A new ransomware strain or variant called Scarab is now being sent to users in a huge spam campaign. The Necurs botnet is powering and distributing this spam ransomware.
According to security personnel, Necurs is spreading the Scarab ransomware under the instructions of hackers.
The said dreaded botnet has already distributed several other types of malware, such as Locky and Dridex, as well as Jaff and GlobeImposter to thousands of users.
The said distribution consists of a huge spam campaign in the form of phishing emails.
Some threat actors have distributed more than 12.5 million emails via the Necurs botnet.
Huge Spam Deliverer
The Necurs program has been getting several new customers and, as such, the botnet is generating lots of business.
It is one of the biggest of such systems for delivering spam, responsible for infecting around five to six million of hosts in a single month.
The model of the Necurs botnet is such that it offers the complete chain for infecting its spam campaign targets. This includes sending spam emails along with malware attachments that can be downloaded.
It also includes hosting of payloads in case the website gets compromised.
Spread of Scarab Ransomware
The email phishing campaign of the Scarab ransomware started somewhere around 7.30 a.m. (GMT) last Thursday and continued to be distributed through the allotted time period.
Security officials from Forcepoint Security Labs detected the malware being distributed.
They were successful in blocking several million phishing emails before 11 a.m. The phishing campaign began during Thanksgiving and many security experts, including F Secure as well as Forcepoint, had reported the spam attacks.
About the Emails
The emails that were sent by the Scarab ransomware using the Necurs botnet come with the subject line “Scanned from” followed by the name of various printer developers, including HP and Canon.
The email also comes with seven zip attachments that contain VBScript downloaders.
These domains had already been compromised, and the threat actors used these compromised domains in their recent campaigns for hacking into millions of computers using the Necurs botnet.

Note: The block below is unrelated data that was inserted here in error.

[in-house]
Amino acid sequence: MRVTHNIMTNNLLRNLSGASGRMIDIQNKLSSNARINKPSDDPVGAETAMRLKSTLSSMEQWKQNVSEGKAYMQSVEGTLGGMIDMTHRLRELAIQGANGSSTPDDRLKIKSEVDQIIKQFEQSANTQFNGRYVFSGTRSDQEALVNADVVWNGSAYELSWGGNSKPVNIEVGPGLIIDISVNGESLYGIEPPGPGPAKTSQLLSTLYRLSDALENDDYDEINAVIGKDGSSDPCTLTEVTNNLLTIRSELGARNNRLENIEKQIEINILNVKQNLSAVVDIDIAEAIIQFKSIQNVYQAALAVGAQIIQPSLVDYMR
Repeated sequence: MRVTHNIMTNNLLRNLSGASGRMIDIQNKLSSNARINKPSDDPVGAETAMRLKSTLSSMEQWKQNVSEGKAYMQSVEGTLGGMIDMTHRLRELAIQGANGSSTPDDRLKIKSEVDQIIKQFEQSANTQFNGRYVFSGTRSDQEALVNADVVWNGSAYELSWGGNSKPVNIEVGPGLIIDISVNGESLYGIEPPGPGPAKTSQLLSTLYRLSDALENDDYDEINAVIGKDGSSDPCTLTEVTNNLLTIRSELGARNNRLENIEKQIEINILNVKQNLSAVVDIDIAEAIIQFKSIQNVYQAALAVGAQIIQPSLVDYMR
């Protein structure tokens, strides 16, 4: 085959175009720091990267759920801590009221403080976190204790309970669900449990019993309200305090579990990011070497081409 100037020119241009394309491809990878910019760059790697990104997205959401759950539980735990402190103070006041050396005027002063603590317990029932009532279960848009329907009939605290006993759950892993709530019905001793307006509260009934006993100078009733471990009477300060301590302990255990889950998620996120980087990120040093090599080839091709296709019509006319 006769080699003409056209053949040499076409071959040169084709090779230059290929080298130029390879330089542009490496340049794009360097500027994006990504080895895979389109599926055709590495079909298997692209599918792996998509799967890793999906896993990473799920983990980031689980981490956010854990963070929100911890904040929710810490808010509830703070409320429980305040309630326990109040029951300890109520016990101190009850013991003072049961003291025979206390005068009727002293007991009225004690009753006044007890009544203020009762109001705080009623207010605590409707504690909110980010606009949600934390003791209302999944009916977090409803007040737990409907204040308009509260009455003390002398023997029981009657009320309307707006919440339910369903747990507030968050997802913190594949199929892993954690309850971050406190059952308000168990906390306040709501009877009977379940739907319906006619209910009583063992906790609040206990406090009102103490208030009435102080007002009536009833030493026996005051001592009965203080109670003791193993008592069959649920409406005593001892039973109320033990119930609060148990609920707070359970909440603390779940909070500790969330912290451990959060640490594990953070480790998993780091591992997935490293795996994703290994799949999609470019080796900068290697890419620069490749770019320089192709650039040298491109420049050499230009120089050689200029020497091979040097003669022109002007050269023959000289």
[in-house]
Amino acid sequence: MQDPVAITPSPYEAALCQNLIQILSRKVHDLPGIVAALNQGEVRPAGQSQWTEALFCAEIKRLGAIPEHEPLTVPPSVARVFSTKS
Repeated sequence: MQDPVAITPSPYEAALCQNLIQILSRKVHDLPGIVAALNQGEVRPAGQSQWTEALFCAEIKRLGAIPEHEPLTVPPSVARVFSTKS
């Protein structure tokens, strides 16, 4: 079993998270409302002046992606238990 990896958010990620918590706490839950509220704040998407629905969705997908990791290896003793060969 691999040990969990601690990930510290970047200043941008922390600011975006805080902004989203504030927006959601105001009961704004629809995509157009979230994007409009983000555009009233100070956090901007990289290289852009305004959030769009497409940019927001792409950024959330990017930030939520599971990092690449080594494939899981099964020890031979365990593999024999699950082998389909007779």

The Scarab ransomware campaign is the latest among these attacks. Security officials have not noticed it in any earlier campaigns.
It seems to be a new strain of ransomware and was first noticed by security researchers in June of this year. The code for the Scarab ransomware relies on an open source program known as the Hidden Tear.
According to security experts, the major portion of the spam traffic was directed to the .com TLD.
After this, it was sent to TLDs of specific regions, including the U.K, France, Australia and Germany.
As was seen in other infamous campaigns from the Necurs botnet, the VBScript had several references to the Game of Thrones television series, especially referring to John Snow and Samwell Tarly characters.
How it Works
Renowned security researcher Michael Gillespie first spotted the Scarab ransomware, the new payload, in June of this year.
The ransomware drops a copy of itself when it is executed. After this, it produces registry entries, in the form of auto-start mechanisms.
After this is installed, the Scarab ransomware moves on to encrypting files with the extension of “.([email protected]).scarab” on the files that are affected.
Scarab Ransomware Note
After a directory is affected by the malware, the victim receives ransom notes saying that if they want to get their files back, they have to read some text.
The word “support” has been misspelled in the ransom notes as well as in the modified filename. This is due to the email addresses being availed in ProtonMail, an email communication service provider.
The ransom note does not offer any details of amount specifications. It just mentions that the price demanded will depend on the quickness with which the user or victim responds to the attack.
Once a file is executed, the Scarab ransomware automatically opens up this ransom note as well.
It has been seen that a number of malware campaigns have been using an email system for payment. One of the more infamous ones is the NotPetya ransomware attack, taking place in June of this year.
However, in such cases, the providers have been able to shut down the email addresses connected with the spam campaigns quite quickly.
As far as Scarab is concerned, hackers have already considered this step, as the ransom note comes with a second mechanism for contacting victims using BitMessage, in case the email address is shut down.